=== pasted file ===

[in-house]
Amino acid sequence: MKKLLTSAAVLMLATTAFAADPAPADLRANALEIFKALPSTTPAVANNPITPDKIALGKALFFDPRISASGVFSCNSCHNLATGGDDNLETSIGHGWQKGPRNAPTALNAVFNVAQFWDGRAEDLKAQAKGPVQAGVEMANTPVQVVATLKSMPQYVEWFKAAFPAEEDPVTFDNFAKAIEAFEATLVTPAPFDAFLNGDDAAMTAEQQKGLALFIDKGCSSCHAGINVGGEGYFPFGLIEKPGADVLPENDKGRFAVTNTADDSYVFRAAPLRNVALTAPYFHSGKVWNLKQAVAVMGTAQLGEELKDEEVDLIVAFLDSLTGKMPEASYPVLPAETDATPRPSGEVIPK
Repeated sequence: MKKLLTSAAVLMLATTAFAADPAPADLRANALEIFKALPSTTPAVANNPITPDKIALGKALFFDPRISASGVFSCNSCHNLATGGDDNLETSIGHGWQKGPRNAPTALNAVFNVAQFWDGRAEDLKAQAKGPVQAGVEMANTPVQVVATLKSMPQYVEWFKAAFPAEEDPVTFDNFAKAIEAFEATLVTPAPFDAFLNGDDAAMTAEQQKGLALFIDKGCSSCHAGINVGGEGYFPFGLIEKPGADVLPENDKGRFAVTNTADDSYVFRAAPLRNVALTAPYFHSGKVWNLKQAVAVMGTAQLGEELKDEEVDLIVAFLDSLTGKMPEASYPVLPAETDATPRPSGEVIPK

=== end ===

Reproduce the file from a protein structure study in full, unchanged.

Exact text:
[in-house]
Amino acid sequence: MKKLLTSAAVLMLATTAFAADPAPADLRANALEIFKALPSTTPAVANNPITPDKIALGKALFFDPRISASGVFSCNSCHNLATGGDDNLETSIGHGWQKGPRNAPTALNAVFNVAQFWDGRAEDLKAQAKGPVQAGVEMANTPVQVVATLKSMPQYVEWFKAAFPAEEDPVTFDNFAKAIEAFEATLVTPAPFDAFLNGDDAAMTAEQQKGLALFIDKGCSSCHAGINVGGEGYFPFGLIEKPGADVLPENDKGRFAVTNTADDSYVFRAAPLRNVALTAPYFHSGKVWNLKQAVAVMGTAQLGEELKDEEVDLIVAFLDSLTGKMPEASYPVLPAETDATPRPSGEVIPK
Repeated sequence: MKKLLTSAAVLMLATTAFAADPAPADLRANALEIFKALPSTTPAVANNPITPDKIALGKALFFDPRISASGVFSCNSCHNLATGGDDNLETSIGHGWQKGPRNAPTALNAVFNVAQFWDGRAEDLKAQAKGPVQAGVEMANTPVQVVATLKSMPQYVEWFKAAFPAEEDPVTFDNFAKAIEAFEATLVTPAPFDAFLNGDDAAMTAEQQKGLALFIDKGCSSCHAGINVGGEGYFPFGLIEKPGADVLPENDKGRFAVTNTADDSYVFRAAPLRNVALTAPYFHSGKVWNLKQAVAVMGTAQLGEELKDEEVDLIVAFLDSLTGKMPEASYPVLPAETDATPRPSGEVIPK